When the final audience speaker of the evening praises Chicago’s NIMBY attitude for keeping the city honest and inhabitable, it might be hard to get a good read on the proceedings of a community meeting. Nevertheless, Tuesday evening a capacity room debated the merits and drawbacks of the new Jewel flagship store and 390-unit apartment tower proposed to replace the existing Gold Coast store at 1200 North Clark Street.
The proposal, which includes a 35-story residential building sharing the site with the new grocery at Clark and Division, has been in the works for more than two years. Originally envisioned as a 50-story tower, the current plan has been pared down to the 42 stories first submitted by the developer, with the elevator to approval stopping briefly on the 37th floor on its way down to 35.
Developer Steven Fifield lead the crowded room at the Thompson Hotel (21 East Bellevue Place) through renderings and the plan, including an agreement to add additional floors to the Fred Lasko-owned building at 1201 North Clark Street and converting it from a vacant office building into a 98-unit residential building.
Some in the audience, including 2nd Ward Alderman Bob Fioretti, the host of this community get-together, were less than pleased that the Lasko endeavor is being included with the Jewel project. A third building, the Mark Twain Hotel at 111 West Division Division, was also in the mix, but as of this meeting, the owner’s asking price was too high for the developer to consider. Though just hearing the owner was willing to sell drew the loudest, most-positive crowd reaction of the evening.
While at least two neighborhood condo associations have signed off on the flagship grocery store and condo tower, the board of Eliot House Condos, at 1255 North Sandburg Terrace, were adamantly opposed, claiming they had not been adequately informed of project specifics. Steve Fifield disputed their claim, stating he has held five meetings with the board, and an email of the final proposal was passed along to Eliot House back in September.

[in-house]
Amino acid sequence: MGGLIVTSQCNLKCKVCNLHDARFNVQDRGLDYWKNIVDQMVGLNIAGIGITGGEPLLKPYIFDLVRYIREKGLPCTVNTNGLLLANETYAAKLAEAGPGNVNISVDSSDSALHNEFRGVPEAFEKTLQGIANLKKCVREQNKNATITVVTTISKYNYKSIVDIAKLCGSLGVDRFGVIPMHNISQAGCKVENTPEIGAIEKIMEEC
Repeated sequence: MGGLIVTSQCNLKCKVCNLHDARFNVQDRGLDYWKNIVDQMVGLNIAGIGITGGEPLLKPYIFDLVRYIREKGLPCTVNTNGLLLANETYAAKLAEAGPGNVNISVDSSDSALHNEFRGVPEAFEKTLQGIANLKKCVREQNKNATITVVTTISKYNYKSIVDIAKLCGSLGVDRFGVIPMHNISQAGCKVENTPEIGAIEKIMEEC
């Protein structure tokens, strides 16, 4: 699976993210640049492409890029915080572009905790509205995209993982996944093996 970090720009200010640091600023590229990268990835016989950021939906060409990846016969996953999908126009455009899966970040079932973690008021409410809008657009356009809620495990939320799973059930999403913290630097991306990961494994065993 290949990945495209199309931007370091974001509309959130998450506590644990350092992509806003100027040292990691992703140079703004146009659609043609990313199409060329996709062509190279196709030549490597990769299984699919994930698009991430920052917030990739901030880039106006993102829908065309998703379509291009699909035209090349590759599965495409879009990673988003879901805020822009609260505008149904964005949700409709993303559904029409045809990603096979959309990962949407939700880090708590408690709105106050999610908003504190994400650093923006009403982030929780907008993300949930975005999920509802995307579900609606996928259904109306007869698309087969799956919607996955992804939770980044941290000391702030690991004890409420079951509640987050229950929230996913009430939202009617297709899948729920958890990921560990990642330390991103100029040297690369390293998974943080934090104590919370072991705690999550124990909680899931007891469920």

A woman speaking for a condo building on LaSalle Street also chimed in saying her building was not informed of the plan. But when Mr. Fifield countered that he had, indeed, met with the condo board, she was forced to admit it was true.
Eliot House representatives claimed that the developer won support from some nearby condo associations through the receipt of money and concessions from the sale of air rights.
One neighboring condo member clarified for the room that his board approved the plan from the outset, and it was later that they learned about the monetary advantages. He very strongly made his point that they were not influenced by money, but rather by the merits of the project, first and foremost. They aren’t alone. Mr. Fifield stated that 74% of respondents to his survey are in favor of the project moving forward, while 81% answered that the new 24-hour Jewel store, and the security that comes with it, will make this particular intersection a much safer place to be.
Representatives from the Eliot House are also concerned about truck traffic utilizing the loading docks at the new Jewel. Citing poor trash control and all-hours truck traffic, the current Jewel was called a “bad neighbor” amid concerns the larger store would require even more freight coming and going. However, with 3 loading dock spaces as opposed to the single space at the current store, Fifield is confident the new location of the docks would keep noise away form the Eliot tower, as well as clearing the line of trucks often waiting up and down Clark Street for space at the single loading dock.
Also a concern for Eliot House is how traffic would leave the store, particularly exiting shoppers attempting to turn left across traffic to head north on Clark. Ideally, the developer designed the flow in such a way that cars would use Clark to go south, and LaSalle Street would provide northbound exits. Ultimately, the control of traffic flowing out to the street would fall on CDOT.
The two-and-a-half-hour meeting concluded with Alderman Fioretti urging attendees to continue to be involved. This would not be the last time folks have a forum to give input into this project, but at the end of the night, it seemed there was very little resistance outside the Eliot House Condo. Whether or not they have the voice to alter the Gold Coast Jewel project remains to be seen.
Interestingly, the issue of parking didn’t come up during this meeting. The five-story Jewel will include three levels of parking, to be used by shoppers, tower residents, and the public. Seemingly, that is enough to keep everyone happy.